News and Events
Building an Airport in a Swamp: New Orleans Airport Construction Presents Challenging Site Conditions
The City of New Orleans is known for many things—Mardi Gras, the French Quarter, and Cajun cuisine, to name a few. This unique, diverse city located along a bend of the Mississippi River will celebrate its tri-centennial in 2018. As a tribute to this historic milestone, a new world class airport terminal was planned—the Louis Armstrong New Orleans International Airport.
The airport is one of the critical infrastructure projects that the City of New Orleans initiated after Hurricane Katrina devastated the area in 2005. The $950 million terminal complex will include three concourses encompassing over 1,000,000 square feet of space, 35 gates, a 2,000-space parking garage, and elevated access roads.
Terracon was selected by the global engineering design firm, WSP, to serve on the Quality Assurance (QA) team along with other consultants on behalf of the New Orleans Aviation Board.
Materials Testing Challenges
The new airport site, along with much of the city, is developed on very unstable soils that can be considered swamp land. To build on these subsurface conditions, significant ground improvement is necessary. Deep pile foundations were required to support buildings, as well as wick drains and surcharging to reduce settlement before construction of pavements could begin. Although Terracon’s engineers and technicians typically perform pile capacity and integrity testing on a percentage of piles in a given project, the airport project required testing on more than 7,600 piles.
Ready for the challenge, the Terracon project team quickly developed a strategy to undertake this massive testing requirement. The pile monitoring program developed by the team included almost 1,000 18-inch diameter concrete piles in the elevated roadway, and more than 6,600 14-inch concrete square piles in the main terminal and concourses. Piles ranged from 95 to 110 feet in length.
As the project has continued over the past two years, our scope has evolved and grown to include not only QA, but also special inspections, and building enclosure testing services for this massive project.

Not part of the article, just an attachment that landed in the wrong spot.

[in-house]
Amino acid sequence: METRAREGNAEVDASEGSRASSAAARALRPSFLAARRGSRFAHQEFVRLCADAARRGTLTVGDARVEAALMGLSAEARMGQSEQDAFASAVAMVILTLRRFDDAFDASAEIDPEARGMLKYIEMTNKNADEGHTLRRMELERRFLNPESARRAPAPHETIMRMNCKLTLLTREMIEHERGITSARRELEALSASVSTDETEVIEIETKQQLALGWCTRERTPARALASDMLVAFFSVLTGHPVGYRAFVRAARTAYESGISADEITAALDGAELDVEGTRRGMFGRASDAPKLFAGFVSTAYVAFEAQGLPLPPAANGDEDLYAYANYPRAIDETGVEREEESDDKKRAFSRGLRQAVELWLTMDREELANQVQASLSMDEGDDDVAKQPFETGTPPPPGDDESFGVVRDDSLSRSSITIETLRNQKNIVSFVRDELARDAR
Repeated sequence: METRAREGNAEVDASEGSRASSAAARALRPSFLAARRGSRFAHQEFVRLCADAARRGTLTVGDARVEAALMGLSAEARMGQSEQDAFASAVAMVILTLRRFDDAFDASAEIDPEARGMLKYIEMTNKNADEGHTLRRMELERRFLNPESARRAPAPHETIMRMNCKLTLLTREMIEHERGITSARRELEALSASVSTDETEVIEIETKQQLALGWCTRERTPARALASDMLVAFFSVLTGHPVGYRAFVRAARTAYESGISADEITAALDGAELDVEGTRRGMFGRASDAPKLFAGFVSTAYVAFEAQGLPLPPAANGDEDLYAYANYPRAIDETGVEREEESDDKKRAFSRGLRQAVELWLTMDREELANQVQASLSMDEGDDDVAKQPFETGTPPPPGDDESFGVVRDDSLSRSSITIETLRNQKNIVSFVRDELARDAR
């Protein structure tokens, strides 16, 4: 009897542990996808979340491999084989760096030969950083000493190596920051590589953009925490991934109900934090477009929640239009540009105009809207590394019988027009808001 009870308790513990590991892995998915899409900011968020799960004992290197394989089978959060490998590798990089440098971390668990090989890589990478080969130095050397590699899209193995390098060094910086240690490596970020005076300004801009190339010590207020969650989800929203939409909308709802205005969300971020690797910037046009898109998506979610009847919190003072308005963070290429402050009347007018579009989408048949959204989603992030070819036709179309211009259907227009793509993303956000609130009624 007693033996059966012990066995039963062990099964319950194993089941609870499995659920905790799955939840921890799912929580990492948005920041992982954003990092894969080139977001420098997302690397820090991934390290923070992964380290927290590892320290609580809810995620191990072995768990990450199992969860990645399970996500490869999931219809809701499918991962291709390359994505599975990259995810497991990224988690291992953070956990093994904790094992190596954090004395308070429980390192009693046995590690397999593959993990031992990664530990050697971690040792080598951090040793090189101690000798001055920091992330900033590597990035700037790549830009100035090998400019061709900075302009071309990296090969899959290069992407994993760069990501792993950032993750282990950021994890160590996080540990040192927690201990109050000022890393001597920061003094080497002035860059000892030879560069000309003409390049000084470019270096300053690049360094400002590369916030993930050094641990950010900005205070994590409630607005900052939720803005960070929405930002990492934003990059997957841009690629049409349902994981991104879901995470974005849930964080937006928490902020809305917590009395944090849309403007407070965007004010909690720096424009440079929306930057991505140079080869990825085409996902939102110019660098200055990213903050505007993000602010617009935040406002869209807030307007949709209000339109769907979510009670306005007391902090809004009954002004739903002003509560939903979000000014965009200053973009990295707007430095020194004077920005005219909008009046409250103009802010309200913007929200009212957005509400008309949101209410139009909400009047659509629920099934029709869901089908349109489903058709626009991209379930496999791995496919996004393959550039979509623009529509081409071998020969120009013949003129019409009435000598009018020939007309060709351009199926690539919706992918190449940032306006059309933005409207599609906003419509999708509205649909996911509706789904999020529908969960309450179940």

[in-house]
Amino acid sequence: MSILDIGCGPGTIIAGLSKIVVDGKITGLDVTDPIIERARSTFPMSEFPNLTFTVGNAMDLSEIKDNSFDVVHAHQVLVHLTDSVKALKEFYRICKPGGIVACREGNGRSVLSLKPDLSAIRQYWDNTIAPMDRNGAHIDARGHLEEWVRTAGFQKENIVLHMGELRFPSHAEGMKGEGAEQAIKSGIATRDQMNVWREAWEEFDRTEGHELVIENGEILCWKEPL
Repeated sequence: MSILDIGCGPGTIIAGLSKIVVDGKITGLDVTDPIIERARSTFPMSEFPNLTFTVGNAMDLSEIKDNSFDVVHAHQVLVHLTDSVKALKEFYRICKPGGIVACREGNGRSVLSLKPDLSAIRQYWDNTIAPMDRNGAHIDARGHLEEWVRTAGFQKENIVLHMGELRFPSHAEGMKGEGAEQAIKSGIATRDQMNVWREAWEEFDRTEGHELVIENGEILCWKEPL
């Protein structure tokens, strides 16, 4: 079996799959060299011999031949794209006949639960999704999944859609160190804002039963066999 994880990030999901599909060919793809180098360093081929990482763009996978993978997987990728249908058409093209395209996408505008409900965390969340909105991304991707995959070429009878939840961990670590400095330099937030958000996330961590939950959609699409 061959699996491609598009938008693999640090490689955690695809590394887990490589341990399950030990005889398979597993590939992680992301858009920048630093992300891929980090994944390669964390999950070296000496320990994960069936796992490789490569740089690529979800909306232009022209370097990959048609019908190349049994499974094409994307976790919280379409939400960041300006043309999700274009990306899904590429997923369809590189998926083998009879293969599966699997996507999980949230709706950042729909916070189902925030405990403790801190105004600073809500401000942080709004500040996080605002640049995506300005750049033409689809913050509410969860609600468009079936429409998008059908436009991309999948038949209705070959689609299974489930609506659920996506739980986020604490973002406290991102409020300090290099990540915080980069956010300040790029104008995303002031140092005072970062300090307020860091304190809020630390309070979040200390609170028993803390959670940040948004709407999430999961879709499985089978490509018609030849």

To support the project’s extensive materials inspection needs, the team provided field engineers to perform pile integrity testing on 100% of the precast piles supporting the buildings, and pile-driving analyzer (PDA) on 2% (150+ piles) of the precast piles driven for the project. We also provided special inspectors for reinforcing steel and concrete, masonry construction, structural steel connections, spray applied and intumescent fireproofing, and technicians for concrete sampling and testing.
As the project progresses, more testing will be required. We are also performing special inspection of masonry construction for the concourses, fireproofing inspection and roofing observation for the terminal and concourses. On the site, utility installation continues with Terracon technicians performing density tests of backfill, as well as cement treatment of pavement subgrade soils.
The Louis Armstrong New Orleans International Airport is currently scheduled to open in early 2019. We are proud that Terracon’s team of engineers, technicians, and partners are making a major contribution to keeping this momentous project on track for a safe, quality, and timely completion.
Daren Thomas, P.E. is a principal and senior materials project manager in our New Orleans office, and has more than 30 years of experience with geotechnical and materials engineering projects. Daren serves as project manager for the New Orleans Airport project and has extensive experience with the area's challenging soil conditions.
Ricky Simon serves as the project executive responsible for the overall project execution. He was involved in winning the project and in negotiating contracts and budgets. He is a senior principal with Terracon and oversees operations in Louisiana, Mississippi, and south Alabama.